I don't have much background in philosophy, but I recently read an interesting paper about "emergence" (Anderson, 1972). In that paper, Anderson relates to the "reductionist" hypothesis.

When and by whom was this hypothesis first elucidated? Wikipedia and other sources did not state any origin, so I guess it must have been around for quite a while.

I would be specifically interested in who was first to apply the reductionist hypothesis to science.


1 Answer 1


There is a view known as "reductionism" which is often attributed to the Vienna Circle. The strictest form of the view (which is the one most attributable to the Vienna Circle) is that non-reductive statements are in some sense meaningless.

From the paper you have linked though, I think you may be asking about a weaker form of reductionism:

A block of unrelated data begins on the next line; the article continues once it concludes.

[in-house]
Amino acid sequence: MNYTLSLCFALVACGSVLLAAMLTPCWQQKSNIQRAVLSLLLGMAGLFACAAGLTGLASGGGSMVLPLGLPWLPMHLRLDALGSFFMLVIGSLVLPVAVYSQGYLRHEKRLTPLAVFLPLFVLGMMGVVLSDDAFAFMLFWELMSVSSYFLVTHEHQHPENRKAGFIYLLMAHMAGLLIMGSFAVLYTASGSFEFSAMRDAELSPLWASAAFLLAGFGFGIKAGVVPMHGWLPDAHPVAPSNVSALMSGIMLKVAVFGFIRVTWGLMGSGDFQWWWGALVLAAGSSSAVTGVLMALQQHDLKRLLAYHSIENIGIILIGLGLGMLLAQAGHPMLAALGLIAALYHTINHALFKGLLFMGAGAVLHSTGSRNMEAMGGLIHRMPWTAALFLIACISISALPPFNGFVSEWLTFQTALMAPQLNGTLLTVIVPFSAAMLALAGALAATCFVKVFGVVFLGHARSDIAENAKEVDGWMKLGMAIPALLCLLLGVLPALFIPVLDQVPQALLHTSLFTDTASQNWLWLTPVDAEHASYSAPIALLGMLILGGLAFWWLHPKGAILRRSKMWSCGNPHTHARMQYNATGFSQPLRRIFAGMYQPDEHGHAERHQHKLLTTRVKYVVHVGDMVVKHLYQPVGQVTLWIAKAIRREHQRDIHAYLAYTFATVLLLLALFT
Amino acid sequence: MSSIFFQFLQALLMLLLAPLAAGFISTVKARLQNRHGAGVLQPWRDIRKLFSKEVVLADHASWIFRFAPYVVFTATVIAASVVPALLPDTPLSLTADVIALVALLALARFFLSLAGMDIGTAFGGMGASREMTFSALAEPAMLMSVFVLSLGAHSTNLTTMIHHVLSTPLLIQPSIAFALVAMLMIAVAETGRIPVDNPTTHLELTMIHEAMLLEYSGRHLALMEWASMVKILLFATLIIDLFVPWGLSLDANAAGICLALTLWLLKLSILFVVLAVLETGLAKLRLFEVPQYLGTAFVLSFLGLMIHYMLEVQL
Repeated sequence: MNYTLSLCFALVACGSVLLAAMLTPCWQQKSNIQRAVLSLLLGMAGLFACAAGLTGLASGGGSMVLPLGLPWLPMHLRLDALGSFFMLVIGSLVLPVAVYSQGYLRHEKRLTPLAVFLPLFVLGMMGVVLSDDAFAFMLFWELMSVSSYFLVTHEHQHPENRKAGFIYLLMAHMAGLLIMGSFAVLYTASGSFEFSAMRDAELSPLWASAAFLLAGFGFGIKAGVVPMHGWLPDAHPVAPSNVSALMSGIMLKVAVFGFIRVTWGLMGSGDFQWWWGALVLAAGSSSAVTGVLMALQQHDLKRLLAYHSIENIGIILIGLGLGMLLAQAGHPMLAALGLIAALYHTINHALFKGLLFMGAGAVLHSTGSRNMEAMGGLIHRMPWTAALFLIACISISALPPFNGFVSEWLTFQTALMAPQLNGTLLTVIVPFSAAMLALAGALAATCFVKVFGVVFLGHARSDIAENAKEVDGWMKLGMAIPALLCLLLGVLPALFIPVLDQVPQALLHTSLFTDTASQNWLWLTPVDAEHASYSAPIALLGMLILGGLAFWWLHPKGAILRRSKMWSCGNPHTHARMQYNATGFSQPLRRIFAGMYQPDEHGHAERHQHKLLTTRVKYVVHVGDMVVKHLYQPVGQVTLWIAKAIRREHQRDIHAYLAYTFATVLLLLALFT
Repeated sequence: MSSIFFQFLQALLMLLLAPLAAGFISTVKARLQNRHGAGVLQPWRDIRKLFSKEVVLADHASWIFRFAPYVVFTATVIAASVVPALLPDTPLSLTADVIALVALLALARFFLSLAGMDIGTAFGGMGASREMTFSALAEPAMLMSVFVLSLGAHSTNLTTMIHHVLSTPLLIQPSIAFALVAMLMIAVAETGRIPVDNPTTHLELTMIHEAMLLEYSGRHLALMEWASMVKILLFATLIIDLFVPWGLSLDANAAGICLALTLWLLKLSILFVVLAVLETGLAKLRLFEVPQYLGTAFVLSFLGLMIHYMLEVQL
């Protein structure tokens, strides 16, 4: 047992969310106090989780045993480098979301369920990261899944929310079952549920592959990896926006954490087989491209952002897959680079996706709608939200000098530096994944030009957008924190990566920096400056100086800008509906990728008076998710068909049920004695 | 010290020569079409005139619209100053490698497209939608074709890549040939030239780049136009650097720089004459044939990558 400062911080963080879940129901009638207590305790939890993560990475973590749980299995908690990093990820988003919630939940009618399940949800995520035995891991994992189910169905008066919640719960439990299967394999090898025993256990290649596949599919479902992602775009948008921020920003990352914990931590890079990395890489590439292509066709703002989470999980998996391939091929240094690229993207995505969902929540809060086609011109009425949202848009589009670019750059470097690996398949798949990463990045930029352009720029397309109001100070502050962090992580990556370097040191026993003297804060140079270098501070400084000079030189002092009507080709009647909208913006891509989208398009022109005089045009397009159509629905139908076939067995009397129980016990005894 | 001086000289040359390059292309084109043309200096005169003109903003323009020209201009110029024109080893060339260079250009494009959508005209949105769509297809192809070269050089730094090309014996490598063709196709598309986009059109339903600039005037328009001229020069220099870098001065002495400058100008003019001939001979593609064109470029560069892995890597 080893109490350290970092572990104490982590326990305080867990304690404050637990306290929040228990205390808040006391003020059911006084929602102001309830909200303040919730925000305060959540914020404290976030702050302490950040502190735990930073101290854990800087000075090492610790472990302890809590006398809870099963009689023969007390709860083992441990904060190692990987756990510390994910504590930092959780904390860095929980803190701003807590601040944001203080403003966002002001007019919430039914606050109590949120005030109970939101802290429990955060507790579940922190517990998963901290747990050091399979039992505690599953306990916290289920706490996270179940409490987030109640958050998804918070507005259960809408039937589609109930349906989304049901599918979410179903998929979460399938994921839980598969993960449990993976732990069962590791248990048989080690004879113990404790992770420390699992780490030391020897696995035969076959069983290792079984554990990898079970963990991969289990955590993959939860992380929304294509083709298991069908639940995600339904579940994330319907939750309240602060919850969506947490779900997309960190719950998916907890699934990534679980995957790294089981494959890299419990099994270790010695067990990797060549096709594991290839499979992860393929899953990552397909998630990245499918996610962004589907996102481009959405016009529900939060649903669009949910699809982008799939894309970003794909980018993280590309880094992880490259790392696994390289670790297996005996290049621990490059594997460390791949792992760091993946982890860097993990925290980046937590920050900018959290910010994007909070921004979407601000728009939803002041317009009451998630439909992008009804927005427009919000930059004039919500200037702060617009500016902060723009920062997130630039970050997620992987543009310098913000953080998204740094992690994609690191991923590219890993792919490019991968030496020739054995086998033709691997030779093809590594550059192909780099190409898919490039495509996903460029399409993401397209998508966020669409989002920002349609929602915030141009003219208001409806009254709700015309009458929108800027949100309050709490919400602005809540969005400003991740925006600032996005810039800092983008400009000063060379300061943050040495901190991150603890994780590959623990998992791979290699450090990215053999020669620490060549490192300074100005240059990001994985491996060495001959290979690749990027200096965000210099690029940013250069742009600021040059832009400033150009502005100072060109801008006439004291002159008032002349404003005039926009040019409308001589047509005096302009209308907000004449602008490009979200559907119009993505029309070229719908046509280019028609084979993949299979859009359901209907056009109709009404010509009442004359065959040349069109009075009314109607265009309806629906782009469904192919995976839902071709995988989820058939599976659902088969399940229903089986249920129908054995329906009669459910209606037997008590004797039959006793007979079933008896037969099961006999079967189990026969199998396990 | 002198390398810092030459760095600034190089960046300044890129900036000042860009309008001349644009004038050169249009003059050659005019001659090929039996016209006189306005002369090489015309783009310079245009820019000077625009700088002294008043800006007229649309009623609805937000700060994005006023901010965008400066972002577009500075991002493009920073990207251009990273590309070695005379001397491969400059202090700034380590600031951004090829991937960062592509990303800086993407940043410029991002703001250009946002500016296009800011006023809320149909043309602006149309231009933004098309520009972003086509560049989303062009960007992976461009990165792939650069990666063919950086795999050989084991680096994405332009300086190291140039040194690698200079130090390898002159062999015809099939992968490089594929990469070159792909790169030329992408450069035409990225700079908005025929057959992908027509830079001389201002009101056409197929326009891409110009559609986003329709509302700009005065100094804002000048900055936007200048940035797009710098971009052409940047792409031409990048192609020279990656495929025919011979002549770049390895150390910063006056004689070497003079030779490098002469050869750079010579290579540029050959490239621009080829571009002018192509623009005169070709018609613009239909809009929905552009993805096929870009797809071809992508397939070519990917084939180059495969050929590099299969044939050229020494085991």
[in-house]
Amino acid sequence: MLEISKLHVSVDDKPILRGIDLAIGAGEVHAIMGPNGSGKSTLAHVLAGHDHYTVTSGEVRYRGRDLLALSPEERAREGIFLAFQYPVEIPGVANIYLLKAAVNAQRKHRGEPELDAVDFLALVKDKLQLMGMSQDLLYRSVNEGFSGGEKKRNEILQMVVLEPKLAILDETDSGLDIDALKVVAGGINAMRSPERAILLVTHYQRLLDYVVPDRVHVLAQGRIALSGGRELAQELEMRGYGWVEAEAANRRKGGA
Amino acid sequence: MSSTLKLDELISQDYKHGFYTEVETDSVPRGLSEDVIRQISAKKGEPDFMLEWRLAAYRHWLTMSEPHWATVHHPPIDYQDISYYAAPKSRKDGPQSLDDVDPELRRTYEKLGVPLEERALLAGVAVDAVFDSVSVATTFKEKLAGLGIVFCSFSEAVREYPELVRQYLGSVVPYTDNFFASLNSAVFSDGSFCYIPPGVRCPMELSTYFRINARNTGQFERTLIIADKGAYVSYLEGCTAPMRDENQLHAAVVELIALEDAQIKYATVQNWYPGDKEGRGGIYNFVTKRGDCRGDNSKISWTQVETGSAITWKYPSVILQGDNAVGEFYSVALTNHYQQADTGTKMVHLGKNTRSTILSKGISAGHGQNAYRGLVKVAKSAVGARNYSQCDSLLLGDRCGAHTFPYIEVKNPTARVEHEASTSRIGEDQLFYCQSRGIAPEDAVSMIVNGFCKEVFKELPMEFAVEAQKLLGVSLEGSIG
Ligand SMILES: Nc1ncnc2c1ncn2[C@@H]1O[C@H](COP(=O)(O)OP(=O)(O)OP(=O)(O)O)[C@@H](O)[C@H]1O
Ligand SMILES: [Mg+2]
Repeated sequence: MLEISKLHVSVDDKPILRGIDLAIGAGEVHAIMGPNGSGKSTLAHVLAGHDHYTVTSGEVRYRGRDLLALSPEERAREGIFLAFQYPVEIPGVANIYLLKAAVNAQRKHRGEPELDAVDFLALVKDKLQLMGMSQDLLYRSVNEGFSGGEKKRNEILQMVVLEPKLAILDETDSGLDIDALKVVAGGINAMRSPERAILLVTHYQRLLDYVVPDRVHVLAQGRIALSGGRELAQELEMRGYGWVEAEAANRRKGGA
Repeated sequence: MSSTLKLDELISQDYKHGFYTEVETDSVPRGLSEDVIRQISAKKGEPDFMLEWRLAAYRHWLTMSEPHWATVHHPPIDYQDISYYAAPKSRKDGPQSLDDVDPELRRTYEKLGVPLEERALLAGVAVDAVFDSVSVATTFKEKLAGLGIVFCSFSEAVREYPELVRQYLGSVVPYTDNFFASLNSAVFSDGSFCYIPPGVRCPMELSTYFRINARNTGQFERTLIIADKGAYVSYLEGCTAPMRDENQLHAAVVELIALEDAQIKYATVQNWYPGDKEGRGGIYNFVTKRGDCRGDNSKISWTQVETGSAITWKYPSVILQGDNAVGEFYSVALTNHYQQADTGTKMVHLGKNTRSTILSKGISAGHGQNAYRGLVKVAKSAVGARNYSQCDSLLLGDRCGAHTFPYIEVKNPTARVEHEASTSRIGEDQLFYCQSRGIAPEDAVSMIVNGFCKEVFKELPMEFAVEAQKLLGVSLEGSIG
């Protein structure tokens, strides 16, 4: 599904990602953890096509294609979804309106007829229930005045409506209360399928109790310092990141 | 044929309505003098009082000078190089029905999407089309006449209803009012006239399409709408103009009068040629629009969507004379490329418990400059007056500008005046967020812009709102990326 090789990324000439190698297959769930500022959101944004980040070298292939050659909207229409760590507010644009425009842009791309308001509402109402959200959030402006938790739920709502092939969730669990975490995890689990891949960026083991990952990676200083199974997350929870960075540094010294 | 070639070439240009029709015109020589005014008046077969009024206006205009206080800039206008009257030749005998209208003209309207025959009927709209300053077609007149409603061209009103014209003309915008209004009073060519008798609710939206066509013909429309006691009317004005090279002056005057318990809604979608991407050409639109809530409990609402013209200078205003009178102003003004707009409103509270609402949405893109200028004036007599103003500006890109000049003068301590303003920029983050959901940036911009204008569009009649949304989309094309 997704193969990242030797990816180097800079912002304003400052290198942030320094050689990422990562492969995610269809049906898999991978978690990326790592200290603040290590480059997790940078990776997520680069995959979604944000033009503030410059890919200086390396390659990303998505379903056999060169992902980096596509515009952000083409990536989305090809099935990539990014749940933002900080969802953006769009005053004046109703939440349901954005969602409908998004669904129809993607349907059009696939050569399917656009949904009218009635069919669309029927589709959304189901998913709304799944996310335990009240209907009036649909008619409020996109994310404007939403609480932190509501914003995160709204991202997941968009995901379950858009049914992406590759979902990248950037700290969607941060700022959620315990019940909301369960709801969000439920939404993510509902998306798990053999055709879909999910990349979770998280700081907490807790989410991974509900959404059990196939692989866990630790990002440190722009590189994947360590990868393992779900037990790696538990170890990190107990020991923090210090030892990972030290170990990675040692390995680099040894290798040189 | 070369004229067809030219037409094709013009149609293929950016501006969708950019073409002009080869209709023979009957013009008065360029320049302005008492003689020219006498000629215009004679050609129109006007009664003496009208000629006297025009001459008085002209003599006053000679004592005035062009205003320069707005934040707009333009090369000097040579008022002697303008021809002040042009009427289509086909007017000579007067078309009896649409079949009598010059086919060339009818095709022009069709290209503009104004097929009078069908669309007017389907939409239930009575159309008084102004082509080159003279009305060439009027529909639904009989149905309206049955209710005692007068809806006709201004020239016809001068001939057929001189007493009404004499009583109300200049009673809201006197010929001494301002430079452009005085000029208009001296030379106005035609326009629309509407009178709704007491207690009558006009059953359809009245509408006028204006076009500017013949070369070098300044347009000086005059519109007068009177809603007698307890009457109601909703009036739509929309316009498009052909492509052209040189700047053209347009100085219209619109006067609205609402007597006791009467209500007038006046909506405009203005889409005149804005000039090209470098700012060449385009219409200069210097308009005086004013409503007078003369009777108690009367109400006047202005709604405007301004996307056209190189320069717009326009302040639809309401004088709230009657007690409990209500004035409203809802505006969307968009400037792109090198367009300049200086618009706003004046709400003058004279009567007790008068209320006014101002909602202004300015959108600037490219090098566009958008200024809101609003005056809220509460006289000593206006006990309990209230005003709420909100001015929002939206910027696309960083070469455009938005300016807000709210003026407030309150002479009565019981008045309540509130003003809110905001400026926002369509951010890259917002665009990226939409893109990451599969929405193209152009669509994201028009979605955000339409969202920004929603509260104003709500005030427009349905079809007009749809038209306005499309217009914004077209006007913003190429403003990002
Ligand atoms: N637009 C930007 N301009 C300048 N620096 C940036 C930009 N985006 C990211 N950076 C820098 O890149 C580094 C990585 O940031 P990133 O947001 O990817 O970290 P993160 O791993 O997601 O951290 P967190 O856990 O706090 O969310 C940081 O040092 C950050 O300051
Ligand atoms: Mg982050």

The workings of our minds and bodies, and of all the inanimate or animate matter of which we have any detailed knowledge, are assumed to be controlled by the same set of fundamental laws

The idea that our minds and bodies work according to some physical (as opposed to supernatural) laws is often sourced to de La Mettrie, though of course as with any major idea it's hard to give one source.

The Wikipedia page on materialism lists thinkers going back as far as 600 BCE; the Cārvāka thinkers had ideas I think Anderson would find quite suitable, for example:

There is no heaven, no final liberation, nor any soul in another world... In this school there are four elements, earth, water, fire and air; and from these four elements alone is intelligence produced

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